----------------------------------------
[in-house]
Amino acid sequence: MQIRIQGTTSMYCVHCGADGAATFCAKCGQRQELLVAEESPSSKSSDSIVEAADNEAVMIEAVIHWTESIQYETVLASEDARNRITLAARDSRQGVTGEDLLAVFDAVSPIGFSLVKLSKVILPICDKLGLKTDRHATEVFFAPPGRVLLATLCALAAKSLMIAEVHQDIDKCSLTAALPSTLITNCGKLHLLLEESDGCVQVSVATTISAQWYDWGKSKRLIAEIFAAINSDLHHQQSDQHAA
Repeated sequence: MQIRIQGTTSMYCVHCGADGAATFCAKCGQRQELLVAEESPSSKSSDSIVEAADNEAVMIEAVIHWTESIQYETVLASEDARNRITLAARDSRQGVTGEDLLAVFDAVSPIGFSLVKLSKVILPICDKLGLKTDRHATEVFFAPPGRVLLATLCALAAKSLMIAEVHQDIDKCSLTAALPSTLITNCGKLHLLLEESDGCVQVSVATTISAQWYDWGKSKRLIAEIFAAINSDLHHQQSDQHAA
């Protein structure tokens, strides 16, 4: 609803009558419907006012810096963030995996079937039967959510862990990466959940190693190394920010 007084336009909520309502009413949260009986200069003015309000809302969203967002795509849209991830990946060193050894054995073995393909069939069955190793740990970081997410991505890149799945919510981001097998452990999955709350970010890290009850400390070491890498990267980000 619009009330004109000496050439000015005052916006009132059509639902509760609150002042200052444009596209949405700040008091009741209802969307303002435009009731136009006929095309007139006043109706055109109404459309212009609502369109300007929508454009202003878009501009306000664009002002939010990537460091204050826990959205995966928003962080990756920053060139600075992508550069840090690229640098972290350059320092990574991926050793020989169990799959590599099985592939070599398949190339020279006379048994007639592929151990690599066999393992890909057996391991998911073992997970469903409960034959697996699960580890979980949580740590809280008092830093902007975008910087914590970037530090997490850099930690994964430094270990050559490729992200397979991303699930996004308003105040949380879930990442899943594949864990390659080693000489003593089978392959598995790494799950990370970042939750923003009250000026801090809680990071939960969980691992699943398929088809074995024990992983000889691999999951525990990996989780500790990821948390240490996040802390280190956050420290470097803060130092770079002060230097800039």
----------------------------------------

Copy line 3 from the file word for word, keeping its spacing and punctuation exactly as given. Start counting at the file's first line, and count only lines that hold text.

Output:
Repeated sequence: MQIRIQGTTSMYCVHCGADGAATFCAKCGQRQELLVAEESPSSKSSDSIVEAADNEAVMIEAVIHWTESIQYETVLASEDARNRITLAARDSRQGVTGEDLLAVFDAVSPIGFSLVKLSKVILPICDKLGLKTDRHATEVFFAPPGRVLLATLCALAAKSLMIAEVHQDIDKCSLTAALPSTLITNCGKLHLLLEESDGCVQVSVATTISAQWYDWGKSKRLIAEIFAAINSDLHHQQSDQHAA